Judge gives Abramoff lobbyist 20 months in jail
WASHINGTON (Reuters) - A former lobbyist, the first person to plead guilty in the Jack Abramoff corruption scandal that rocked the U.S. capital, was sentenced Friday to 20 months in prison, the Justice Department said.
A judge sentenced Michael Scanlon, a lobbying partner with Abramoff and a one-time aide to then-House of Representatives Majority Leader Tom DeLay, for his role in the scandal that contributed to Republicans losing control of Congress in 2006.
U.S. District Judge Ellen Segal Huvelle also ordered Scanlon, 40, to pay $20 million in restitution to his victims, serve three years of probation after his prison term and put in 300 hours of community service, the department said.
Scanlon, the first target of the criminal investigation to cooperate with prosecutors, pleaded guilty in 2005 to one count of conspiracy to commit bribery and to defraud Native-American tribes of millions of dollars.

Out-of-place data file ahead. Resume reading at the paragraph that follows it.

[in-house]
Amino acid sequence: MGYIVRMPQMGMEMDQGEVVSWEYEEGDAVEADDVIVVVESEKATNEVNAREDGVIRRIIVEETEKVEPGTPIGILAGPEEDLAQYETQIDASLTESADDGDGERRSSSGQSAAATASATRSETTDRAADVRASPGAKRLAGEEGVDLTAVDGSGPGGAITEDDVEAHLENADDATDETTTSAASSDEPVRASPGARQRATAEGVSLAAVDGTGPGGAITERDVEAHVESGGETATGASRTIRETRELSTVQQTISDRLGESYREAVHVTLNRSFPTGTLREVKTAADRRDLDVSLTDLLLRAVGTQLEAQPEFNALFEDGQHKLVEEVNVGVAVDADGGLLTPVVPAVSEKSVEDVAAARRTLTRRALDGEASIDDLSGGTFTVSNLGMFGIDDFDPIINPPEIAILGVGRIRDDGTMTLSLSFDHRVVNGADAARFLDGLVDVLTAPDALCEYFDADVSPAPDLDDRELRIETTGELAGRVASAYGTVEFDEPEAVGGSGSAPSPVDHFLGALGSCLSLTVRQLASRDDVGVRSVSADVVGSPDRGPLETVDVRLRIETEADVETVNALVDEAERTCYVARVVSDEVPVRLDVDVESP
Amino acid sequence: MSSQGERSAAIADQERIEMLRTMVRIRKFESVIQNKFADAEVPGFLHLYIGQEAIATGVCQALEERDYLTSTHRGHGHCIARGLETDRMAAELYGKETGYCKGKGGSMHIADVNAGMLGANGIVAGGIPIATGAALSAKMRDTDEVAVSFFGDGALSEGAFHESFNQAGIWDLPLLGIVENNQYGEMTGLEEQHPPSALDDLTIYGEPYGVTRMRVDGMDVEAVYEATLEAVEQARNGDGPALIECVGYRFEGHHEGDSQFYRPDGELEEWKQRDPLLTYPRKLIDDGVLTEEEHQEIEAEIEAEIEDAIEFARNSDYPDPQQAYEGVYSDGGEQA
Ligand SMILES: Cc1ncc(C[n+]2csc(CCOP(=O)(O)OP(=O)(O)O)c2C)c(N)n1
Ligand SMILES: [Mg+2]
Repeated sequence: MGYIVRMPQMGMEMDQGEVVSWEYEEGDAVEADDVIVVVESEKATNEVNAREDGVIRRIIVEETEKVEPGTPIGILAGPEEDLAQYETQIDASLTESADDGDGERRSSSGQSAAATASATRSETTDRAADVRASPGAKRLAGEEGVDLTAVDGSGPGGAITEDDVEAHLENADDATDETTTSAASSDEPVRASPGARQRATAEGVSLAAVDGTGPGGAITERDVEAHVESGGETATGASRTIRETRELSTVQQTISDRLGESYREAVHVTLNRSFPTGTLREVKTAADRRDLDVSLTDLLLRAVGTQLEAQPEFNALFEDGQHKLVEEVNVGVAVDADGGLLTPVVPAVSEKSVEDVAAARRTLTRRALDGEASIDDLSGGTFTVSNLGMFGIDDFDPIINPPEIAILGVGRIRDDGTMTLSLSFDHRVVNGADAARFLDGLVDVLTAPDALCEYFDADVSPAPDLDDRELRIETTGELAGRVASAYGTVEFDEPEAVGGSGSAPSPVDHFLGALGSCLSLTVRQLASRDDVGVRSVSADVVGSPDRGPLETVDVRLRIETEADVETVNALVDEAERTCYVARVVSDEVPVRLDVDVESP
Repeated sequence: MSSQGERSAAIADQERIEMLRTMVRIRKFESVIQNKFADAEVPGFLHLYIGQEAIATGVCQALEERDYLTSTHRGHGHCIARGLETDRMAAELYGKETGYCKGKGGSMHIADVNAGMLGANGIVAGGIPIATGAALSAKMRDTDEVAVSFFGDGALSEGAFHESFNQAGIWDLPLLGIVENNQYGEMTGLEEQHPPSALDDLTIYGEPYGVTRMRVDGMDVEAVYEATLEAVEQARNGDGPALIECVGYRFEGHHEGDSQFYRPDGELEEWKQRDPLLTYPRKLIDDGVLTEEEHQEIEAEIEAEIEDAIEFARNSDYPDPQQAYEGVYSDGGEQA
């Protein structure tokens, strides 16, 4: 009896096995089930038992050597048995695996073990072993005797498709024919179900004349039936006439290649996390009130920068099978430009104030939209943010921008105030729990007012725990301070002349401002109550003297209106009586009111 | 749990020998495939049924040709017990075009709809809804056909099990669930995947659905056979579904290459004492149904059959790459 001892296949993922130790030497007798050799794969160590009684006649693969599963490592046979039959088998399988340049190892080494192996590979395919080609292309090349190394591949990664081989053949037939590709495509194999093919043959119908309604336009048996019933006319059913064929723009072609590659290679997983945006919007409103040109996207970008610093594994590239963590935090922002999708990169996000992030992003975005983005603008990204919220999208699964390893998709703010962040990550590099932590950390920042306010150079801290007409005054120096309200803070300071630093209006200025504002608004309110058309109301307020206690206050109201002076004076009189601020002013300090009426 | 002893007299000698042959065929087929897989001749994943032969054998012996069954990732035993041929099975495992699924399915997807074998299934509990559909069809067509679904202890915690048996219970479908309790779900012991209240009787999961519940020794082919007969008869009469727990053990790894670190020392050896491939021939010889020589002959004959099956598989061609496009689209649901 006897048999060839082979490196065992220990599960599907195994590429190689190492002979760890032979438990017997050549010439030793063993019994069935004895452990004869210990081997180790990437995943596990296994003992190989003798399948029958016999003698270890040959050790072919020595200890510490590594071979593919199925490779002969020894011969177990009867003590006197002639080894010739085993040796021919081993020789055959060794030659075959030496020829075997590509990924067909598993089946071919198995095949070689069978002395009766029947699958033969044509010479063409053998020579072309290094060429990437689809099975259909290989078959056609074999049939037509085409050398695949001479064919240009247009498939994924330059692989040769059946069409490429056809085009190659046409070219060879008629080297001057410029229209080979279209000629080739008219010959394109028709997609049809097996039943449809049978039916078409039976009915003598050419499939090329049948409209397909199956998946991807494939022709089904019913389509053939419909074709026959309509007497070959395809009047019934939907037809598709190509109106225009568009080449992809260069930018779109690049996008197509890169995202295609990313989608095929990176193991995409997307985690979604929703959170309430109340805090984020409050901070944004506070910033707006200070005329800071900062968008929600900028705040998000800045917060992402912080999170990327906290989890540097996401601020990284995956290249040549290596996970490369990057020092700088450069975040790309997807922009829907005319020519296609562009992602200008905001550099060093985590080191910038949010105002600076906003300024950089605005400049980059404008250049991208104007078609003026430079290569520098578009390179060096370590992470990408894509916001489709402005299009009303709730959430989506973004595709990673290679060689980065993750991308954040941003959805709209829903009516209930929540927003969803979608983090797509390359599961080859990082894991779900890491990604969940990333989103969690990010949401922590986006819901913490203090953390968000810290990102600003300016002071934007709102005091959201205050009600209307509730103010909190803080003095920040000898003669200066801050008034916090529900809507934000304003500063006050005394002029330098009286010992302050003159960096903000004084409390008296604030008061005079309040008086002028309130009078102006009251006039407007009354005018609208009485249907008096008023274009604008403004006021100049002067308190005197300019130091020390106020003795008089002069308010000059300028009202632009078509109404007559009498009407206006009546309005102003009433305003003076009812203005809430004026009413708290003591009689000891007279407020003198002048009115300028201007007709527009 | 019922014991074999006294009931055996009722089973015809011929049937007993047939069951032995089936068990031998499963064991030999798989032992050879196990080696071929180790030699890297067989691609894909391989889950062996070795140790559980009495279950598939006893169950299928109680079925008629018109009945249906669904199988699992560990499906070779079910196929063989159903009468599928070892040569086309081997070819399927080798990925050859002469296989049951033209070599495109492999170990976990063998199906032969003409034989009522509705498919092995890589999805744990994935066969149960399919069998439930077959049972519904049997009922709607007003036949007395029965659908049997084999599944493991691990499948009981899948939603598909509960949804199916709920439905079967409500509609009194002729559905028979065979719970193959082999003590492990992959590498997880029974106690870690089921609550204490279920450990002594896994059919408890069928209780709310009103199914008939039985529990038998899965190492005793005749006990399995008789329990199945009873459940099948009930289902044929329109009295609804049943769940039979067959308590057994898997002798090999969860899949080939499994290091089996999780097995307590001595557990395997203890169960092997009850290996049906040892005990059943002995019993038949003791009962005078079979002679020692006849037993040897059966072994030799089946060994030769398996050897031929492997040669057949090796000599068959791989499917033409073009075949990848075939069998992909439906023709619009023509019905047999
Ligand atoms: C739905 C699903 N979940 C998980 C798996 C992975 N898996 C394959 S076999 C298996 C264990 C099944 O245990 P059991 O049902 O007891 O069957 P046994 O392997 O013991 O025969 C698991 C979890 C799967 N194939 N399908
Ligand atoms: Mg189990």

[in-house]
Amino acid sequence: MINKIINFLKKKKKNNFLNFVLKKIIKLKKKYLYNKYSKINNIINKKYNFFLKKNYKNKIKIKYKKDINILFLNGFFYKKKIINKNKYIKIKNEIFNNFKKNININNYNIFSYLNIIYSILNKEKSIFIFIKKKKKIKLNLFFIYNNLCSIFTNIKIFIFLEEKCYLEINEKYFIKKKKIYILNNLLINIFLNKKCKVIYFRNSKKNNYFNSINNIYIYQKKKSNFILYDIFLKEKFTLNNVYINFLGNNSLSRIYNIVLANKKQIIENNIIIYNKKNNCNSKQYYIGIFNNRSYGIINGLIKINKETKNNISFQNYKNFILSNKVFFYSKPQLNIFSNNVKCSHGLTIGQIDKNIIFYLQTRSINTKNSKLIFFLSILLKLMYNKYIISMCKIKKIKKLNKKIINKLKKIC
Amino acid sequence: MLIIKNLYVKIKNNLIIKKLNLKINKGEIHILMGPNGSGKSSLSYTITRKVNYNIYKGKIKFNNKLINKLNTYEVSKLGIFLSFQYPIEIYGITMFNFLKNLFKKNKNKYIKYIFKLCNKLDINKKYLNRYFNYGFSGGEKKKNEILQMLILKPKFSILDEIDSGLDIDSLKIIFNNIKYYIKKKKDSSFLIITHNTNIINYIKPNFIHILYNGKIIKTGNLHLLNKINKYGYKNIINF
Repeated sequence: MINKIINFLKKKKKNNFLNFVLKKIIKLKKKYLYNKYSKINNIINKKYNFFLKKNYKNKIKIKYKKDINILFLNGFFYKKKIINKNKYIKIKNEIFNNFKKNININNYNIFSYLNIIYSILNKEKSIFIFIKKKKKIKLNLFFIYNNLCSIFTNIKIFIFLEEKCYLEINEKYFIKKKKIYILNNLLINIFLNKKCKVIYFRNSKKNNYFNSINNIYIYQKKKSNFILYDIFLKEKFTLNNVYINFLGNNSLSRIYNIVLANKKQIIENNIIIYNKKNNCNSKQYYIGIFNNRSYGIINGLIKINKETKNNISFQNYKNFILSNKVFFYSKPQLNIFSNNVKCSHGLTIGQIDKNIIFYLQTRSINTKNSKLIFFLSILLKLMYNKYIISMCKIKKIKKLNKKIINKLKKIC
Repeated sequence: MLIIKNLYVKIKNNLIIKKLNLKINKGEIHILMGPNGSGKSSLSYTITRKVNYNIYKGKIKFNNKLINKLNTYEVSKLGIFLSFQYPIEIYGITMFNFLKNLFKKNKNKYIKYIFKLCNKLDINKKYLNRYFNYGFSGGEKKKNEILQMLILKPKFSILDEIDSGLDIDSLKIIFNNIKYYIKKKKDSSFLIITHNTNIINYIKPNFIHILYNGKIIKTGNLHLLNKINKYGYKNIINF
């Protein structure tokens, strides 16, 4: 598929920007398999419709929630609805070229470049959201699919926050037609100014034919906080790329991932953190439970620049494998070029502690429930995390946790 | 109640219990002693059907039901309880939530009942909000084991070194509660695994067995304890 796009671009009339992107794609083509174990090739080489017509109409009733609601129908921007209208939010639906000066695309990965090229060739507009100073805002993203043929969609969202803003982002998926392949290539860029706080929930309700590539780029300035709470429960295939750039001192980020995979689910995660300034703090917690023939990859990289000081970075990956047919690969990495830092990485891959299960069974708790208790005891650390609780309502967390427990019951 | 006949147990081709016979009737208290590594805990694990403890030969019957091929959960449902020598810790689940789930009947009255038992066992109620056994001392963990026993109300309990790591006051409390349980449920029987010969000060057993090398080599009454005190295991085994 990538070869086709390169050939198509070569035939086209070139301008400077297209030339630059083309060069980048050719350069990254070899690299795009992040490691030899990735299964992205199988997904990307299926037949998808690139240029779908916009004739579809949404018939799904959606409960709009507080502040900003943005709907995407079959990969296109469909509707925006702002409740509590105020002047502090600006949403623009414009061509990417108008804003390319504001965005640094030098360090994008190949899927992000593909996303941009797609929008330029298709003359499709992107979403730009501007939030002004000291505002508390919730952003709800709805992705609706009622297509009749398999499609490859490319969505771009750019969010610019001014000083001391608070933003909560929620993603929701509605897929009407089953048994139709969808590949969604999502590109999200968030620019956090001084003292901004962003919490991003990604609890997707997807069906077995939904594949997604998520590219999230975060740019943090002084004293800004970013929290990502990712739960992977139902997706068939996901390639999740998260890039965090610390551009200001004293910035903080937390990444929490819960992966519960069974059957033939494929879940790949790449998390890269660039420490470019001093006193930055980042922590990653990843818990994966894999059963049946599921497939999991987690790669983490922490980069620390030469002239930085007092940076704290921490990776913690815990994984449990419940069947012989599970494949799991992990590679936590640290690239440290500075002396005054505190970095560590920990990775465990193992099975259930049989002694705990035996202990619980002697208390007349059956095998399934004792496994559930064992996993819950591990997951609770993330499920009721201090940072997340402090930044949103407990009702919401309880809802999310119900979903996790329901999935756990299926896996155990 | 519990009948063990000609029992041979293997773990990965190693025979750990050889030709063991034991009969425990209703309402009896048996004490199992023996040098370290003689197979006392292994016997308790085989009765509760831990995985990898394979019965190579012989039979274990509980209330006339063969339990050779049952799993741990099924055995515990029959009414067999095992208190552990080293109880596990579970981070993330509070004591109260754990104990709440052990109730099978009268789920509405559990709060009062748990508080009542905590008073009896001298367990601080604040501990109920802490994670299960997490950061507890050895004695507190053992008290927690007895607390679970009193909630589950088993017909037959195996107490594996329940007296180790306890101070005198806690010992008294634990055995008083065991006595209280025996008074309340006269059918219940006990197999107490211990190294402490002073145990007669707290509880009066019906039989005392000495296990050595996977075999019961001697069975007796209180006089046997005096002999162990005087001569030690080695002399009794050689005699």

Scanlon admitted he and Abramoff conspired to defraud four Native American Indian tribes that operated or wanted to operate casinos. They agreed to charge fees that incorporated huge profit margins and then split the profits in a secret kick-back arrangement.
Scanlon could have faced up to four years in prison but prosecutors recommended two years because of his cooperation. Scanlon's attorneys said he should be spared from prison and get home confinement or time at a half-way house instead.
Scanlon was one of 20 people, including former Republican Representative Bob Ney of Ohio, lobbyists, federal government officials and congressional aides convicted in the scandal.
In the last remaining trial tied to the Abramoff scandal, Fraser Verrusio, a former House staff member, was convicted Thursday on corruption charges for accepting an all-expenses paid trip to New York City for the first game of the 2003 World Series.
One of the lobbyists who helped arrange the baseball game trip worked with Abramoff.
Soon after Scanlon's plea deal, Abramoff also decided to cooperate with investigators. He pleaded guilty in 2006 and was released from prison last year.
(Reporting by James Vicini; Editing by Bill Trott)
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